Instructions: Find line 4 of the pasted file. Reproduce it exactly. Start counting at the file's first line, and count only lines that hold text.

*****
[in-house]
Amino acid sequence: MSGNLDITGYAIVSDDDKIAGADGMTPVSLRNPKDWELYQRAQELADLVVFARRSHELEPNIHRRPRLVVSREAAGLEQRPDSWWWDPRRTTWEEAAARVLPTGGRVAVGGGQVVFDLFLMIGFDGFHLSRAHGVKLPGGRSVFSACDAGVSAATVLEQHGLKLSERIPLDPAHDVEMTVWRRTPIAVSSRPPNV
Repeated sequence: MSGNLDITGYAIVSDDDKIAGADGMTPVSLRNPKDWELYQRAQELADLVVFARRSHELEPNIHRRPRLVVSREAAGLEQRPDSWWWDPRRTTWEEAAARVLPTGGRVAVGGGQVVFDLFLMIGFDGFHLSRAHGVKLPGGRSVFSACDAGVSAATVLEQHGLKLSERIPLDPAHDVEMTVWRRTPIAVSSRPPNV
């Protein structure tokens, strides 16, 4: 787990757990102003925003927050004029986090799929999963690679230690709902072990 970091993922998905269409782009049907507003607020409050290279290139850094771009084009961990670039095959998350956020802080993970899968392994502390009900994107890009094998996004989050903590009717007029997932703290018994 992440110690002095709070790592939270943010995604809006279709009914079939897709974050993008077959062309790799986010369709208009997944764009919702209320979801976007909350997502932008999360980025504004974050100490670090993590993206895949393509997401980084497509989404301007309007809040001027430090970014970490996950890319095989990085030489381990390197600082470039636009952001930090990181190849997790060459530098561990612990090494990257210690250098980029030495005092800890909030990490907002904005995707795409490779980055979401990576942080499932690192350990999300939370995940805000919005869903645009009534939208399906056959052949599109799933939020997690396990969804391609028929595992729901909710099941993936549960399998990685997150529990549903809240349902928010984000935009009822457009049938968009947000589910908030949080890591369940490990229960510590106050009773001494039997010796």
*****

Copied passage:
């Protein structure tokens, strides 16, 4: 787990757990102003925003927050004029986090799929999963690679230690709902072990 970091993922998905269409782009049907507003607020409050290279290139850094771009084009961990670039095959998350956020802080993970899968392994502390009900994107890009094998996004989050903590009717007029997932703290018994 992440110690002095709070790592939270943010995604809006279709009914079939897709974050993008077959062309790799986010369709208009997944764009919702209320979801976007909350997502932008999360980025504004974050100490670090993590993206895949393509997401980084497509989404301007309007809040001027430090970014970490996950890319095989990085030489381990390197600082470039636009952001930090990181190849997790060459530098561990612990090494990257210690250098980029030495005092800890909030990490907002904005995707795409490779980055979401990576942080499932690192350990999300939370995940805000919005869903645009009534939208399906056959052949599109799933939020997690396990969804391609028929595992729901909710099941993936549960399998990685997150529990549903809240349902928010984000935009009822457009049938968009947000589910908030949080890591369940490990229960510590106050009773001494039997010796």